Lebanon hunkers down in full shutdown that 'can't fail'

Authorities had declared a state of emergency Monday, ordering a complete shutdown and a 24-hour curfew with only a few establishments allowed to open, including supermarkets that can only operate for deliveries. Essential services and media workers were also exempted

  
People walk along an empty street near the government palace, as Lebanon imposed a partial lockdown for two weeks starting on Friday in an effort to counter the spread of the coronavirus disease (COVID-19) which have spiralled since the catastrophic explosion at Beirut port, Lebanon August 21, 2020.

People walk along an empty street near the government palace, as Lebanon imposed a partial lockdown for two weeks starting on Friday in an effort to counter the spread of the coronavirus disease (COVID-19) which have spiralled since the catastrophic explosion at Beirut port, Lebanon August 21, 2020.

REUTERS/Alkis Konstantinidis

BEIRUT: Closed businesses and largely empty streets Thursday marked the start of an 11-day total lockdown in Lebanon in a bid to contain the dramatic surge in COVID-19 cases that have pushed the country's health system to the brink of collapse.

"This is serious," tweeted Dr. Firass Abiad, the chief of Rafik Hariri University Hospital in Beirut, the main medical center dealing with coronavirus cases. "The lockdown should not fail. The lockdown can not fail."

Abiad's tweet added, "In the last 24 hours alone, four Covid positive patients presented in cardiac arrest to our emergency room. One of them was a 19 years old patient."

Authorities had declared a state of emergency Monday, ordering a complete shutdown and a 24-hour curfew with only a few establishments allowed to open, including supermarkets that can only operate for deliveries. Essential services and media workers were also exempted.

For the first time, residents are required to request a one-hour permit to be allowed to leave the house for "emergencies," including going to the bakery, pharmacist, doctor, hospital or airport.

Palestinian camps housing tens of thousands of refugees, announced they would abide by the Lebanese government measures.

In the capital, roads were far quieter than usual, while nonessential businesses, including banks, remained shuttered.

But in areas of Beirut where there were no security forces, some people ventured out to buy groceries from local shops.

On social media, users circulated a picture of a traffic jam at one of the entrances to the capital.

The measures are the strictest since the pandemic hit Lebanon late February. But the real test lies in the next few days to see whether citizens will abide by the restrictions and whether the security forces would be strict in enforcing them.

Five previous lockdowns that included many exemptions had been loosely implemented, leading caretaker Prime Minister Hassan Diab to condemn violators as "reckless" and to urge security forces to be very strict in carrying out their duties.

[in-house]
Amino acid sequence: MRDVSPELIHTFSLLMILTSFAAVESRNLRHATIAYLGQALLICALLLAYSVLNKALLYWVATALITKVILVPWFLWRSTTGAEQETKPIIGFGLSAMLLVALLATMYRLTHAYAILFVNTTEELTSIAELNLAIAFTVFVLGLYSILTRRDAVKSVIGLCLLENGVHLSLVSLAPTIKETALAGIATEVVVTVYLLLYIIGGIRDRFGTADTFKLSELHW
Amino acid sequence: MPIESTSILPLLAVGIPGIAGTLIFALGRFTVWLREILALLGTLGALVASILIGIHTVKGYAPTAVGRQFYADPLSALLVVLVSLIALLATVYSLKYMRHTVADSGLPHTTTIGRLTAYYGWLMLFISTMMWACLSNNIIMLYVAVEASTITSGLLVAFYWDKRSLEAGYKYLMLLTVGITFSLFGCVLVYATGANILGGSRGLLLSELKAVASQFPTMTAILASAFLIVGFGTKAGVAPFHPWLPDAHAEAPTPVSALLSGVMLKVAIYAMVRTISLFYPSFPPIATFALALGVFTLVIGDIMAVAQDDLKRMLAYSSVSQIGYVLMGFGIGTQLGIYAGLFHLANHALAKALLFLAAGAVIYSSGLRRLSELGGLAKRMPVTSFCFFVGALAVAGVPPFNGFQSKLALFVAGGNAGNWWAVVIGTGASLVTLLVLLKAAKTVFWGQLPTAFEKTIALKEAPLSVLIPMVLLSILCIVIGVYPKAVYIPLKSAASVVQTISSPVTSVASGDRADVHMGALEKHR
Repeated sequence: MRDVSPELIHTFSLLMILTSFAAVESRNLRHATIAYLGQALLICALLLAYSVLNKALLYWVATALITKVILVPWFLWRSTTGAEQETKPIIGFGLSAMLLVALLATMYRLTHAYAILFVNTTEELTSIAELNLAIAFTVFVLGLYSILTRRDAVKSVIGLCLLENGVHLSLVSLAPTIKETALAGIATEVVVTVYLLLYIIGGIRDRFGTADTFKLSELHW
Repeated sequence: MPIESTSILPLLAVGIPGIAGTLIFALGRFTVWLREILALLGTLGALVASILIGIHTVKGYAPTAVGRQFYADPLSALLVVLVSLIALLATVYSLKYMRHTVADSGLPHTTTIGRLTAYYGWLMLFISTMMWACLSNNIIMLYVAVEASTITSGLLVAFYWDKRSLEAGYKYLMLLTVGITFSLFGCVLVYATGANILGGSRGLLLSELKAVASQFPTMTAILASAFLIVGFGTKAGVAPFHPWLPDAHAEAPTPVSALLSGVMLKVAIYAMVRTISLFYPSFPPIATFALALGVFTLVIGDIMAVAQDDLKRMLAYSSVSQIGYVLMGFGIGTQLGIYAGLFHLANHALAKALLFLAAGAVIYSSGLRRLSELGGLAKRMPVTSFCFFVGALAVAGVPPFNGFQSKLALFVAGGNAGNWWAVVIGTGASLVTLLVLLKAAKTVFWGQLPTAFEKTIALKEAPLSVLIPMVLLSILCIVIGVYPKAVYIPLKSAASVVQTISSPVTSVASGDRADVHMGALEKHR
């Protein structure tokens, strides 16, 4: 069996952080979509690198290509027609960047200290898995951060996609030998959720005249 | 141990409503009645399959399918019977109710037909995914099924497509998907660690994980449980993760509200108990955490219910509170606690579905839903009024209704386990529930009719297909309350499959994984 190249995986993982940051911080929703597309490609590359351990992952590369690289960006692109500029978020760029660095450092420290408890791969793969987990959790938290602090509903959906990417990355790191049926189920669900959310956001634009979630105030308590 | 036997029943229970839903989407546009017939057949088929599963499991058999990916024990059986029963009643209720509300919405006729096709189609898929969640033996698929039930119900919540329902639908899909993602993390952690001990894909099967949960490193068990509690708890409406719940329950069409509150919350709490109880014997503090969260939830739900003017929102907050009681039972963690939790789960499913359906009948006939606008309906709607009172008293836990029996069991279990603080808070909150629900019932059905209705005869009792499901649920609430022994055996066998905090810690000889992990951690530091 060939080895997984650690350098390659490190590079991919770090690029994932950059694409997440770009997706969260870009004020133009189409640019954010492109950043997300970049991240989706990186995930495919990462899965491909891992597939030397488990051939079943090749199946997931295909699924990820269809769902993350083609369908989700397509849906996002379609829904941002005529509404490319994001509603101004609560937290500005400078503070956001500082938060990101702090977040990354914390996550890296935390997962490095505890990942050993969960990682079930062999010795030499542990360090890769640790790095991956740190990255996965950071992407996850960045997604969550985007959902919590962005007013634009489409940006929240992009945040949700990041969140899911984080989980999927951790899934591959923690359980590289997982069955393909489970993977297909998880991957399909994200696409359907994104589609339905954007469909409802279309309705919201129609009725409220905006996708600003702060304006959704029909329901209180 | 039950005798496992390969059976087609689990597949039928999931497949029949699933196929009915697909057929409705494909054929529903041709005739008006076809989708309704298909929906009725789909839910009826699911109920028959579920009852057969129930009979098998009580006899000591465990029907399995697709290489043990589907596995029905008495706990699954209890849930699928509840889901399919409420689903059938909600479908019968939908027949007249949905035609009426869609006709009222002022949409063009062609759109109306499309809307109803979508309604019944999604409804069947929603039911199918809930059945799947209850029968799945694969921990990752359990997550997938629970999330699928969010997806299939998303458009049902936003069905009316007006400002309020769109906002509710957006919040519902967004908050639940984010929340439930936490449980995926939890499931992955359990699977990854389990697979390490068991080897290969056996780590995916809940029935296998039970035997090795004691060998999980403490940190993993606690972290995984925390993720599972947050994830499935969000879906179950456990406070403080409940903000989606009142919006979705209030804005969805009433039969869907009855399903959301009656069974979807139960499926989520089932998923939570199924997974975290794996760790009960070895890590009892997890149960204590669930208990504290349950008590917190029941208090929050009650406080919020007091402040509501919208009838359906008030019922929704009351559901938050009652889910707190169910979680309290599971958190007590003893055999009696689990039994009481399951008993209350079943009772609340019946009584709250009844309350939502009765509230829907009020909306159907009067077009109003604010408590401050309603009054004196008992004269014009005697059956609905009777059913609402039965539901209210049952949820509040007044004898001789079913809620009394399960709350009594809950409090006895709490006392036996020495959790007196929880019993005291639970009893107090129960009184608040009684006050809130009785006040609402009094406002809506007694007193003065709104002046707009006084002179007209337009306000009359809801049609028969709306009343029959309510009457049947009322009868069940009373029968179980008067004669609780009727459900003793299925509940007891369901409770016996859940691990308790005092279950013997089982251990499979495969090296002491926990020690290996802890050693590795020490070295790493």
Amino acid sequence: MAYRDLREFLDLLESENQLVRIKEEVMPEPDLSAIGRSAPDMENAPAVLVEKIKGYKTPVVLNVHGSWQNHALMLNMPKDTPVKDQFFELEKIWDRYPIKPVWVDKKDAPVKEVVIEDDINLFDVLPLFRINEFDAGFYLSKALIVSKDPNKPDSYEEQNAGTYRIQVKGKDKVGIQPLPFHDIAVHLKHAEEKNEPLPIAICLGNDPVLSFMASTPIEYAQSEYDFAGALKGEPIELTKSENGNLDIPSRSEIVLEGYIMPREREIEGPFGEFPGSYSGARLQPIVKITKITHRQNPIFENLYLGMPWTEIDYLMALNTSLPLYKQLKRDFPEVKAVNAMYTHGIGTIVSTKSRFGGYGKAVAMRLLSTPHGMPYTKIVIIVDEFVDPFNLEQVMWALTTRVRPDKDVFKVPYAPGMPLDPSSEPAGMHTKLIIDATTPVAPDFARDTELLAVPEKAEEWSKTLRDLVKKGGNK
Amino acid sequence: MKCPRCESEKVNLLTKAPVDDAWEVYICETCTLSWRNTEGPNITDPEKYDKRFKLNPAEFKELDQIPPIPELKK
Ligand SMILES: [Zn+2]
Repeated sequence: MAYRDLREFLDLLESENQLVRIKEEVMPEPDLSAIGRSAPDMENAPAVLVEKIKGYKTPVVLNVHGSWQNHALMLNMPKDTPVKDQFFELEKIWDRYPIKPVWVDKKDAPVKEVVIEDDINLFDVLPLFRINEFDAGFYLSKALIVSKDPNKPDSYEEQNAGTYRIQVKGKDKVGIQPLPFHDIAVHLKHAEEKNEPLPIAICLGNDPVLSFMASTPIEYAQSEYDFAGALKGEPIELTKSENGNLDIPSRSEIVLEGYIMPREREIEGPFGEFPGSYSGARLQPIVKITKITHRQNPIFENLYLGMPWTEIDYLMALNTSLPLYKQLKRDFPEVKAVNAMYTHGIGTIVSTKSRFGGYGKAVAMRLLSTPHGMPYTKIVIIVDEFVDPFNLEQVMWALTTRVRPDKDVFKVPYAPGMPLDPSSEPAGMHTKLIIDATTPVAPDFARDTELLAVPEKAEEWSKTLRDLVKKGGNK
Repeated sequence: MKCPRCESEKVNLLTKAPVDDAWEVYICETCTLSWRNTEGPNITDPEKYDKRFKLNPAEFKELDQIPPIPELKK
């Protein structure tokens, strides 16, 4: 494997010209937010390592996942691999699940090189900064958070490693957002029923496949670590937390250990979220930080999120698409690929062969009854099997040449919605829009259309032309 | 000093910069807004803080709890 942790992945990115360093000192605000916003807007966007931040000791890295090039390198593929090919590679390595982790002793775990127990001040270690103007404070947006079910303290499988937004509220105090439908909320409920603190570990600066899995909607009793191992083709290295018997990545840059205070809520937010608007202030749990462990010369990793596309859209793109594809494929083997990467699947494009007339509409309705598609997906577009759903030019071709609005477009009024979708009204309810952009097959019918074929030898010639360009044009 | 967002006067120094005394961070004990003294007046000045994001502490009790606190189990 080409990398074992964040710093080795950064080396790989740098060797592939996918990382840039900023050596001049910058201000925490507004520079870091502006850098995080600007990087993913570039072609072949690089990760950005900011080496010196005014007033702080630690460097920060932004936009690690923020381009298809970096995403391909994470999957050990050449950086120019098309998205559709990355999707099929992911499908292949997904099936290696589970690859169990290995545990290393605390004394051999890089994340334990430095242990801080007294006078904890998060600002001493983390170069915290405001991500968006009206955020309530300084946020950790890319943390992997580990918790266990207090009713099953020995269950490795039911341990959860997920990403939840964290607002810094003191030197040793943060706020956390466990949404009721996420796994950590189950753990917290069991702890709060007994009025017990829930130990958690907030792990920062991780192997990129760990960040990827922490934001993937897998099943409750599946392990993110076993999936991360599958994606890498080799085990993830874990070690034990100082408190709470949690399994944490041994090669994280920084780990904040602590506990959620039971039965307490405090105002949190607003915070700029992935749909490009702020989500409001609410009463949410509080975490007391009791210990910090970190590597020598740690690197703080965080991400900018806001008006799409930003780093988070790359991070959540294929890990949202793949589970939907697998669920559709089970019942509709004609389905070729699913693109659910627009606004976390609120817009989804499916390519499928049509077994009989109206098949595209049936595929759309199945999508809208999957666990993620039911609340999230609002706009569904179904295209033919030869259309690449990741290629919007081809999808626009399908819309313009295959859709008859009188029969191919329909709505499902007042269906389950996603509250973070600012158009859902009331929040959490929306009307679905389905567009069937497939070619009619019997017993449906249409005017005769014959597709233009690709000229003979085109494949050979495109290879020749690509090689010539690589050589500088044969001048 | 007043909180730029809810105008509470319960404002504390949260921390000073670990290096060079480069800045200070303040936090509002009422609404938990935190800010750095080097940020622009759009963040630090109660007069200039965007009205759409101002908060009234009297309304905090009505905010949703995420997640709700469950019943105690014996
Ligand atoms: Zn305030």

Police manned checkpoints around the country, checking motorists' permits to be on the road. The curfew is the strictest since the start of the pandemic.

Its announcement on Monday raised fears of food shortages in impoverished and remote regions where deliveries are not readily available.

For several days, Lebanese have flooded supermarkets, bakeries and pharmacies in a desperate bid to stock up.

Some are worried the new restrictions will pile additional suffering on the country's poorest amid a severe economic crisis.

Charity Save the Children said it accepted the need for a strict response to the coronavirus uptick, but said it was "very concerned that vulnerable families and their children will be left to deal with a catastrophe on their own."

The Lebanese Army is expected to start shortly handing over a LL400,000 payment to each of some 280,000 poor families after the Finance Ministry transferred LL75 billion to a local state aid agency.

Lebanon had only just announced a nationwide lockdown last week. But many, including the health minister and officials on a government committee, considered it to be too lenient because it exempted many sectors. In some areas of the country, it was business as usual, leading to more calls for a complete shutdown and curfew.

On the eve of the shutdown, Lebanon registered 35 coronavirus deaths, a new one-day record, and 4,988 cases with the total number of cases rising to 231,936. The total number of deaths now stands at 1,740.

Caretaker Health Minister Hamad Hasan tested positive for COVID-19 Wednesday and was taken to a hospital where his condition was said to be good.

The number of cases has risen drastically since the holidays season during which most measures were canceled and people flocked to parties, restaurants and clubs.

The rise pushed hospitals to the brink with many having to turn patients away or treat them in their cars in the parking space outside these institutions. With an economic crisis biting hard, shortages of key medicines and oxygen canisters were reported across the country.

The Jan.14-25 lockdown comes shortly before the first shipment of vaccines was due to arrive. Officials said the country was still on course to start its inoculation campaign as scheduled around mid-February.

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